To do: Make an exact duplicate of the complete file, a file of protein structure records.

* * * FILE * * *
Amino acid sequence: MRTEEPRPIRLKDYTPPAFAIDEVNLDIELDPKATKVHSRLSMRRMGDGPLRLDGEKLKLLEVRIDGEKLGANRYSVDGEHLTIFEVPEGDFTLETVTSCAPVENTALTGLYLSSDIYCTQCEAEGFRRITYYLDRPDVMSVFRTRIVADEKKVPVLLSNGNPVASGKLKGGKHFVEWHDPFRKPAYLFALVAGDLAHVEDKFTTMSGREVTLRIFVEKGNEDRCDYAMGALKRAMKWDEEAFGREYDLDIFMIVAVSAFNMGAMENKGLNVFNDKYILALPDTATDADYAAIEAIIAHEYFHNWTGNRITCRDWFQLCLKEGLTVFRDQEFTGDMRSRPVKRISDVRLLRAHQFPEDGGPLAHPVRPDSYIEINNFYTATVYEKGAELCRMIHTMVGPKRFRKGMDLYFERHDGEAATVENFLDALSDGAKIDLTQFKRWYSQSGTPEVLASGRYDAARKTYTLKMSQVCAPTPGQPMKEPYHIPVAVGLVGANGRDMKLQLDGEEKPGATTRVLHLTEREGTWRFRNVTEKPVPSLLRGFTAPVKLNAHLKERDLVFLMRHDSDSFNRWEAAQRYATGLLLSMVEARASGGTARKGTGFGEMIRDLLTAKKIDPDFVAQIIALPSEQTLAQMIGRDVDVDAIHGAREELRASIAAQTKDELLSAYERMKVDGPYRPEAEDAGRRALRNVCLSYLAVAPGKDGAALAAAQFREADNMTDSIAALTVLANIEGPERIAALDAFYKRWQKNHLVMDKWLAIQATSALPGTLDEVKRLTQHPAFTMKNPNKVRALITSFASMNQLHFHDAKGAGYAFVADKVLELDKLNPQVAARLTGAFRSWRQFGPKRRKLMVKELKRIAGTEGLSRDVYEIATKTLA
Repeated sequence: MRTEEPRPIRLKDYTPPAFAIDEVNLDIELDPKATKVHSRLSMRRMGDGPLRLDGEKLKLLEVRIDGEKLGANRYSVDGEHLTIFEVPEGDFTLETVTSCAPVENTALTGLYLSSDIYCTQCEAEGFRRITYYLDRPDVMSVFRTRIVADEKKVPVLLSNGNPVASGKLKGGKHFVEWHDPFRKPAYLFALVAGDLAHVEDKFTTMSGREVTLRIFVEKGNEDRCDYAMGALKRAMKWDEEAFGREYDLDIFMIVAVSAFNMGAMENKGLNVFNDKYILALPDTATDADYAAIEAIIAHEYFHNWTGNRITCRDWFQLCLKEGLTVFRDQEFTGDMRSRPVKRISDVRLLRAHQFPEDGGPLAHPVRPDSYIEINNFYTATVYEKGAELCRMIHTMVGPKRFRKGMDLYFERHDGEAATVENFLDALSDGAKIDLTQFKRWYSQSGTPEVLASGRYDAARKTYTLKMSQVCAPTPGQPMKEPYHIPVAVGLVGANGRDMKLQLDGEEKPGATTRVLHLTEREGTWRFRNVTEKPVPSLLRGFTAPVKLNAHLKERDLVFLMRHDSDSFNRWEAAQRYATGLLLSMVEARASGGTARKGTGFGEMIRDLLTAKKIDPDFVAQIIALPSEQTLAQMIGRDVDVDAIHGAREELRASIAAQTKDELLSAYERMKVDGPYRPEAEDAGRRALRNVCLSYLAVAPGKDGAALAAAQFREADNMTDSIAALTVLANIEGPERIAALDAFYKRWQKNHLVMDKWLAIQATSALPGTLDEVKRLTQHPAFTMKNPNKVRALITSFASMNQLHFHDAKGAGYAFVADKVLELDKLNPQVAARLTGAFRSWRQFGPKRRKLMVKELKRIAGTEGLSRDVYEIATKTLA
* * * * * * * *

Amino acid sequence: MRTEEPRPIRLKDYTPPAFAIDEVNLDIELDPKATKVHSRLSMRRMGDGPLRLDGEKLKLLEVRIDGEKLGANRYSVDGEHLTIFEVPEGDFTLETVTSCAPVENTALTGLYLSSDIYCTQCEAEGFRRITYYLDRPDVMSVFRTRIVADEKKVPVLLSNGNPVASGKLKGGKHFVEWHDPFRKPAYLFALVAGDLAHVEDKFTTMSGREVTLRIFVEKGNEDRCDYAMGALKRAMKWDEEAFGREYDLDIFMIVAVSAFNMGAMENKGLNVFNDKYILALPDTATDADYAAIEAIIAHEYFHNWTGNRITCRDWFQLCLKEGLTVFRDQEFTGDMRSRPVKRISDVRLLRAHQFPEDGGPLAHPVRPDSYIEINNFYTATVYEKGAELCRMIHTMVGPKRFRKGMDLYFERHDGEAATVENFLDALSDGAKIDLTQFKRWYSQSGTPEVLASGRYDAARKTYTLKMSQVCAPTPGQPMKEPYHIPVAVGLVGANGRDMKLQLDGEEKPGATTRVLHLTEREGTWRFRNVTEKPVPSLLRGFTAPVKLNAHLKERDLVFLMRHDSDSFNRWEAAQRYATGLLLSMVEARASGGTARKGTGFGEMIRDLLTAKKIDPDFVAQIIALPSEQTLAQMIGRDVDVDAIHGAREELRASIAAQTKDELLSAYERMKVDGPYRPEAEDAGRRALRNVCLSYLAVAPGKDGAALAAAQFREADNMTDSIAALTVLANIEGPERIAALDAFYKRWQKNHLVMDKWLAIQATSALPGTLDEVKRLTQHPAFTMKNPNKVRALITSFASMNQLHFHDAKGAGYAFVADKVLELDKLNPQVAARLTGAFRSWRQFGPKRRKLMVKELKRIAGTEGLSRDVYEIATKTLA
Repeated sequence: MRTEEPRPIRLKDYTPPAFAIDEVNLDIELDPKATKVHSRLSMRRMGDGPLRLDGEKLKLLEVRIDGEKLGANRYSVDGEHLTIFEVPEGDFTLETVTSCAPVENTALTGLYLSSDIYCTQCEAEGFRRITYYLDRPDVMSVFRTRIVADEKKVPVLLSNGNPVASGKLKGGKHFVEWHDPFRKPAYLFALVAGDLAHVEDKFTTMSGREVTLRIFVEKGNEDRCDYAMGALKRAMKWDEEAFGREYDLDIFMIVAVSAFNMGAMENKGLNVFNDKYILALPDTATDADYAAIEAIIAHEYFHNWTGNRITCRDWFQLCLKEGLTVFRDQEFTGDMRSRPVKRISDVRLLRAHQFPEDGGPLAHPVRPDSYIEINNFYTATVYEKGAELCRMIHTMVGPKRFRKGMDLYFERHDGEAATVENFLDALSDGAKIDLTQFKRWYSQSGTPEVLASGRYDAARKTYTLKMSQVCAPTPGQPMKEPYHIPVAVGLVGANGRDMKLQLDGEEKPGATTRVLHLTEREGTWRFRNVTEKPVPSLLRGFTAPVKLNAHLKERDLVFLMRHDSDSFNRWEAAQRYATGLLLSMVEARASGGTARKGTGFGEMIRDLLTAKKIDPDFVAQIIALPSEQTLAQMIGRDVDVDAIHGAREELRASIAAQTKDELLSAYERMKVDGPYRPEAEDAGRRALRNVCLSYLAVAPGKDGAALAAAQFREADNMTDSIAALTVLANIEGPERIAALDAFYKRWQKNHLVMDKWLAIQATSALPGTLDEVKRLTQHPAFTMKNPNKVRALITSFASMNQLHFHDAKGAGYAFVADKVLELDKLNPQVAARLTGAFRSWRQFGPKRRKLMVKELKRIAGTEGLSRDVYEIATKTLA